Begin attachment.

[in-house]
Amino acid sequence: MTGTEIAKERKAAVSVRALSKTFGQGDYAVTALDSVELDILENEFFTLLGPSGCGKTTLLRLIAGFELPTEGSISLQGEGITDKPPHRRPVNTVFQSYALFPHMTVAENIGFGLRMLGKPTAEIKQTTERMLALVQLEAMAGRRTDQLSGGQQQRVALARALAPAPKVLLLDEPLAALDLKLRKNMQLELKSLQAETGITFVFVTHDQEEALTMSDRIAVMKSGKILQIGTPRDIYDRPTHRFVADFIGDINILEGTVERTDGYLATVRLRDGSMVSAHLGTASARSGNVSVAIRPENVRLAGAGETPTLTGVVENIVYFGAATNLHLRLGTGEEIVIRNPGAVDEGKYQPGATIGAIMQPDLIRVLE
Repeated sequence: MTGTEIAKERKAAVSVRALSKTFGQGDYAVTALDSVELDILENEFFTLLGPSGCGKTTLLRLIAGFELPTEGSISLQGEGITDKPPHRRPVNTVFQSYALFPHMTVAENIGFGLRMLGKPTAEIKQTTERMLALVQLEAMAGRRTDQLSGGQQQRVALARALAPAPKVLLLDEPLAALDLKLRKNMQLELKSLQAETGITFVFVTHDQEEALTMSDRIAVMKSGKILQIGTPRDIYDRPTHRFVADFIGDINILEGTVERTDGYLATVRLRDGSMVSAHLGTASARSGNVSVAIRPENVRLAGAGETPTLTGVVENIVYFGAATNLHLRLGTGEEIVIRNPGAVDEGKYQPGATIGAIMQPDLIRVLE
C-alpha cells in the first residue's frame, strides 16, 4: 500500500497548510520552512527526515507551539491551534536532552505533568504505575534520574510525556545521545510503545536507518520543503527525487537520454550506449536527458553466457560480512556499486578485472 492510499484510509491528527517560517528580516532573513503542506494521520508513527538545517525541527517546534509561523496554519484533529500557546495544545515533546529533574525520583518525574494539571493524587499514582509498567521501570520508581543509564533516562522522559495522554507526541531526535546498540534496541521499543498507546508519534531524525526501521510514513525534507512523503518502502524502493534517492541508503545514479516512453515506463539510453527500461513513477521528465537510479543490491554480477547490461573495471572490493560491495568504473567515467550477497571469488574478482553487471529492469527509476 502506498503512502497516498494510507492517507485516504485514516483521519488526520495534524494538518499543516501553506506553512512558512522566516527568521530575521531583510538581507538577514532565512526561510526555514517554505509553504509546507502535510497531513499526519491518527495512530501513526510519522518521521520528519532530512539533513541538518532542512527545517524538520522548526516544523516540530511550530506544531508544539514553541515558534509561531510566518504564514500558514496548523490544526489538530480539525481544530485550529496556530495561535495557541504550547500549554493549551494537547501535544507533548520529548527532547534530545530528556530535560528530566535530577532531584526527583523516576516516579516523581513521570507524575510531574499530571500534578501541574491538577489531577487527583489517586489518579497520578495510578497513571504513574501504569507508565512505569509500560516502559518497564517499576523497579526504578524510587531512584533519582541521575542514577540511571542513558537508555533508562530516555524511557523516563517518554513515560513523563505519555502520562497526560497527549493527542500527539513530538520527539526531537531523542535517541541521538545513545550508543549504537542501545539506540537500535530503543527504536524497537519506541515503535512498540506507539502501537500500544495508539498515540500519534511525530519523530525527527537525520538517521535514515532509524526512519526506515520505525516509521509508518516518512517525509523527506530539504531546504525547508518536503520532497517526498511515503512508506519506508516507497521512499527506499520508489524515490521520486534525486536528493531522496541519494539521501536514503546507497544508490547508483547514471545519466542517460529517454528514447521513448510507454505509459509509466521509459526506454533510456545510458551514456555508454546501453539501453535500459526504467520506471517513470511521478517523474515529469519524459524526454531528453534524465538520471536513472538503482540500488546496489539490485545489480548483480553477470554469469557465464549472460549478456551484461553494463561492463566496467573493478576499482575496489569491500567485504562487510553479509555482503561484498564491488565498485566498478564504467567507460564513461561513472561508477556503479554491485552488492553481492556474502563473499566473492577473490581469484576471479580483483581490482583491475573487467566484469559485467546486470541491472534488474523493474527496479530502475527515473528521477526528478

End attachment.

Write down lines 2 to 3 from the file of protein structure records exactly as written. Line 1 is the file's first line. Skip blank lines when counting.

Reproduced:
Amino acid sequence: MTGTEIAKERKAAVSVRALSKTFGQGDYAVTALDSVELDILENEFFTLLGPSGCGKTTLLRLIAGFELPTEGSISLQGEGITDKPPHRRPVNTVFQSYALFPHMTVAENIGFGLRMLGKPTAEIKQTTERMLALVQLEAMAGRRTDQLSGGQQQRVALARALAPAPKVLLLDEPLAALDLKLRKNMQLELKSLQAETGITFVFVTHDQEEALTMSDRIAVMKSGKILQIGTPRDIYDRPTHRFVADFIGDINILEGTVERTDGYLATVRLRDGSMVSAHLGTASARSGNVSVAIRPENVRLAGAGETPTLTGVVENIVYFGAATNLHLRLGTGEEIVIRNPGAVDEGKYQPGATIGAIMQPDLIRVLE
Repeated sequence: MTGTEIAKERKAAVSVRALSKTFGQGDYAVTALDSVELDILENEFFTLLGPSGCGKTTLLRLIAGFELPTEGSISLQGEGITDKPPHRRPVNTVFQSYALFPHMTVAENIGFGLRMLGKPTAEIKQTTERMLALVQLEAMAGRRTDQLSGGQQQRVALARALAPAPKVLLLDEPLAALDLKLRKNMQLELKSLQAETGITFVFVTHDQEEALTMSDRIAVMKSGKILQIGTPRDIYDRPTHRFVADFIGDINILEGTVERTDGYLATVRLRDGSMVSAHLGTASARSGNVSVAIRPENVRLAGAGETPTLTGVVENIVYFGAATNLHLRLGTGEEIVIRNPGAVDEGKYQPGATIGAIMQPDLIRVLE